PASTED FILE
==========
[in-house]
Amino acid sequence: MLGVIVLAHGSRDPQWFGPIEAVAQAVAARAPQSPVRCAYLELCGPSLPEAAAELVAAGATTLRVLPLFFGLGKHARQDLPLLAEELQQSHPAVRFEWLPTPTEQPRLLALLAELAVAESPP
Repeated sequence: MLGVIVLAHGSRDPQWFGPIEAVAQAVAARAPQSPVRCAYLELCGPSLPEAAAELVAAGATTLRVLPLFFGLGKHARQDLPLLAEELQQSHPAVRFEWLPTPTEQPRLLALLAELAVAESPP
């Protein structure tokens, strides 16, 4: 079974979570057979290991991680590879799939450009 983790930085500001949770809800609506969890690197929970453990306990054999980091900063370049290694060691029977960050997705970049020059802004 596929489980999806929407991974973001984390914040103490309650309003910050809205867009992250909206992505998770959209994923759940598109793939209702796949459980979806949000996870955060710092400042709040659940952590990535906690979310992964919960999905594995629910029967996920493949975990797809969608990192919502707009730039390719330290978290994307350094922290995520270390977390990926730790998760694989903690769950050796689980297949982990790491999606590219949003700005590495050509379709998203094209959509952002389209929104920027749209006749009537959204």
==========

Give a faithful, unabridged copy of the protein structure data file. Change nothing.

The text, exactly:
[in-house]
Amino acid sequence: MLGVIVLAHGSRDPQWFGPIEAVAQAVAARAPQSPVRCAYLELCGPSLPEAAAELVAAGATTLRVLPLFFGLGKHARQDLPLLAEELQQSHPAVRFEWLPTPTEQPRLLALLAELAVAESPP
Repeated sequence: MLGVIVLAHGSRDPQWFGPIEAVAQAVAARAPQSPVRCAYLELCGPSLPEAAAELVAAGATTLRVLPLFFGLGKHARQDLPLLAEELQQSHPAVRFEWLPTPTEQPRLLALLAELAVAESPP
């Protein structure tokens, strides 16, 4: 079974979570057979290991991680590879799939450009 983790930085500001949770809800609506969890690197929970453990306990054999980091900063370049290694060691029977960050997705970049020059802004 596929489980999806929407991974973001984390914040103490309650309003910050809205867009992250909206992505998770959209994923759940598109793939209702796949459980979806949000996870955060710092400042709040659940952590990535906690979310992964919960999905594995629910029967996920493949975990797809969608990192919502707009730039390719330290978290994307350094922290995520270390977390990926730790998760694989903690769950050796689980297949982990790491999606590219949003700005590495050509379709998203094209959509952002389209929104920027749209006749009537959204």